Match-fixers in Bulgaria face up to six years in jail

SOFIA, (Reuters) – Bulgaria’s parliament has approved  legal amendments under which anyone convicted of attempting to  fix sports events will face up to six years in jail.

Media reports of widespread match-fixing and corruption have  been rife in Bulgaria for years but no one has been brought to  trial and the European Commission has criticised the authorities  for doing little to fight the problem.

“I hope these provisions will help for the termination of  these vicious acts,” parliamentary commission chief for  education and sport Ognyan Stoichkov told reporters on Thursday.

“Sports people should respect the fans who pay for their  tickets and want to see fair play and not fixed results.”

Those convicted of attempting to fix matches or giving  bribes will also face fines of up to 15,000 levs ($10,890).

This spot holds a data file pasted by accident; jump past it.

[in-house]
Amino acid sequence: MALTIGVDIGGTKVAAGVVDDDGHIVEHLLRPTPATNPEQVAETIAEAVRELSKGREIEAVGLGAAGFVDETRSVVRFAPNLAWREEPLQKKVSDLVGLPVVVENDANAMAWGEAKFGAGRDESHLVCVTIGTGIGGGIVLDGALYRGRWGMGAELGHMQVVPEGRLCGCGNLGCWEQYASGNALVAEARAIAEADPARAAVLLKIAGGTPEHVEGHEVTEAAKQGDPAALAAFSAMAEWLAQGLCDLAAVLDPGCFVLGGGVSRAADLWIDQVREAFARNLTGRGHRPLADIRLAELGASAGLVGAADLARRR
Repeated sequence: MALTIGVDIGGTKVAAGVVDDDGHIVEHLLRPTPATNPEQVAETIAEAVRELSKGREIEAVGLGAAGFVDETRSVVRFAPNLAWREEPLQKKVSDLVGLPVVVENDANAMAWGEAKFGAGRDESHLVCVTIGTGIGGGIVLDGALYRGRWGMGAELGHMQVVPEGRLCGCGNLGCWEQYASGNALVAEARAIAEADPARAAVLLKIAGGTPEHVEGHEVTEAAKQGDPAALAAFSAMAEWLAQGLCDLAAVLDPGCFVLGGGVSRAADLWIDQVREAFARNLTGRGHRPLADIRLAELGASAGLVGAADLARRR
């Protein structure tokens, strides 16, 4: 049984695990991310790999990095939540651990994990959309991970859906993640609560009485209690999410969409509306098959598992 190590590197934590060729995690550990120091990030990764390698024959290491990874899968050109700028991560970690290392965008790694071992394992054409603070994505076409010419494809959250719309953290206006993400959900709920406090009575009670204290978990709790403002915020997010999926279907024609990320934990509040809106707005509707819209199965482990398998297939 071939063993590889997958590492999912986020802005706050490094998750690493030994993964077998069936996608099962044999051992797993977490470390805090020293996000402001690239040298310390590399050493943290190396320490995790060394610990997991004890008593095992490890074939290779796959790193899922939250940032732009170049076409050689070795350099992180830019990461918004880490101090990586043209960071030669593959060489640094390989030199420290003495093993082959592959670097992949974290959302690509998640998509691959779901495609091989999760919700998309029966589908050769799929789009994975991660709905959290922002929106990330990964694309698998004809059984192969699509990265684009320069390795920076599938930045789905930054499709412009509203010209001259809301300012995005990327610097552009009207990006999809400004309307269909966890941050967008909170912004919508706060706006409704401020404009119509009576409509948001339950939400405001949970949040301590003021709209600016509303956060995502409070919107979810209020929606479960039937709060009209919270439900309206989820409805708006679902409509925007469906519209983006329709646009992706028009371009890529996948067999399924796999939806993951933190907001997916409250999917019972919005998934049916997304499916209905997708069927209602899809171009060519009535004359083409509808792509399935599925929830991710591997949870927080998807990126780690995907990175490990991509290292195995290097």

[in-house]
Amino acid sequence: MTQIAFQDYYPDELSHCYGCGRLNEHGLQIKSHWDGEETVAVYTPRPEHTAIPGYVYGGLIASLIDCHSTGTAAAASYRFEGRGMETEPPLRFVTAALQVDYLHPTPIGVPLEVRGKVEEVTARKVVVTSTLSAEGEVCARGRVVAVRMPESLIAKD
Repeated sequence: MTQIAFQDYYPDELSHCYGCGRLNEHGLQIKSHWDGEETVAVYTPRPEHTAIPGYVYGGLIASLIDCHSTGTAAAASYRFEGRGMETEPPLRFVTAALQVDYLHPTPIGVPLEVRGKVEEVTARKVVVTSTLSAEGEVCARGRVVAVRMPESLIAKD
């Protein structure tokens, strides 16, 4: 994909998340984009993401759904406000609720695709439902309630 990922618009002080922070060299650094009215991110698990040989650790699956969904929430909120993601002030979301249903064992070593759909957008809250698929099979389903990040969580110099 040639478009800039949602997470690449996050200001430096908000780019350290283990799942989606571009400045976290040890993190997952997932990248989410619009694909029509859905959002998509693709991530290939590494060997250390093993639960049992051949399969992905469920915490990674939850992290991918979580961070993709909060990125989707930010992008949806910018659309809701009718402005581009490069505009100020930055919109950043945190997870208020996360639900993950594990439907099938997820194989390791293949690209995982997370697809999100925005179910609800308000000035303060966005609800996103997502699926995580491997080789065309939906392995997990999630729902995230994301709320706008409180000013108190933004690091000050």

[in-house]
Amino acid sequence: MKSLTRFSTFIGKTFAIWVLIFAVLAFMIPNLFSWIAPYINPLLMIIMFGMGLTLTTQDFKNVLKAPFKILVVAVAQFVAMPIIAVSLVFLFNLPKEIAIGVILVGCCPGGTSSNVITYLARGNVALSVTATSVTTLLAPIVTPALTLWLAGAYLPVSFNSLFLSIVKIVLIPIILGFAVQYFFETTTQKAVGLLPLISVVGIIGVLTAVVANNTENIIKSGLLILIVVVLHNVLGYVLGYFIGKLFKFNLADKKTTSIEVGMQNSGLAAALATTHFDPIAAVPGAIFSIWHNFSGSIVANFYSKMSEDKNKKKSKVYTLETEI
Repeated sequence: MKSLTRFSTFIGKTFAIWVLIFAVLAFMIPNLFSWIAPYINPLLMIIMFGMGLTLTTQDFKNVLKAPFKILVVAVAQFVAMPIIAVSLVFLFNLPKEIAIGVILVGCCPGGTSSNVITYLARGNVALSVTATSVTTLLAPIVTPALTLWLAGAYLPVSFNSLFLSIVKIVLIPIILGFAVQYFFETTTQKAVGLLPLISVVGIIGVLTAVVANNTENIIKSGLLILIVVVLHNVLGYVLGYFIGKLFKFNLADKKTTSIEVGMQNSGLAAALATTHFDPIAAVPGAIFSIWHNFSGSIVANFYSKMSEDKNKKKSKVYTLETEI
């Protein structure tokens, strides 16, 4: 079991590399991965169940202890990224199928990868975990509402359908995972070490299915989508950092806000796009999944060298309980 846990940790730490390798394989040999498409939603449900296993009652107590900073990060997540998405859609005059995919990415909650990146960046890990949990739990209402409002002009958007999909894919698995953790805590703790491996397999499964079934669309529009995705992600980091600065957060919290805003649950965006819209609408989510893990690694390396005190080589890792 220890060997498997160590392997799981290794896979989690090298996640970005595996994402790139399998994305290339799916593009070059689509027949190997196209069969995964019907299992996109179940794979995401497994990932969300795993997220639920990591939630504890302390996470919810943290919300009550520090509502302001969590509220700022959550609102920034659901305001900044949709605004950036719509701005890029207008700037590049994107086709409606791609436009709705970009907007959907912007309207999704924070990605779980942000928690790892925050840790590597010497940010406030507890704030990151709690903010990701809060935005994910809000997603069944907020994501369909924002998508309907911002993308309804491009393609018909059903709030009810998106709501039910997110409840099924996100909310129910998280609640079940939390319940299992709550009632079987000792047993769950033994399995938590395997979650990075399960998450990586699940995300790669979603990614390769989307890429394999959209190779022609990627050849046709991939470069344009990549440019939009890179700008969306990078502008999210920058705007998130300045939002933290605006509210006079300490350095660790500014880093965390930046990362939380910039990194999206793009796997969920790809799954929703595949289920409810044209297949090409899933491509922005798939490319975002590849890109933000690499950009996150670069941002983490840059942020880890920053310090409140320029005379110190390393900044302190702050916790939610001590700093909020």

“No doubt we’ll continue to work to root out match-fixing in  this country,” added Stoichkov.

Bulgarian authorities have investigated claims of possible  match-fixing in eight soccer matches over the past year with  champions Litex Lovech, Levski Sofia and CSKA Sofia also  involved in matches under suspicion.

Earlier this month, second division Etar Veliko Tarnovo  asked the prosecutor to investigate their 3-1 loss to  Svetkavitsa Targovishte in a promotion playoff in June   .

In 2007, European soccer’s governing body UEFA investigated  Bulgarian team Cherno More’s 4-0 win over Macedonia’s Makedonija  in the Intertoto Cup.

Cherno More denied any wrongdoing.

The first documented manipulated game in the Balkan country  took place in 1949 when Levski and city neighbours Akademik drew  1-1 to “help” CSKA be relegated to the second division.

Around the Web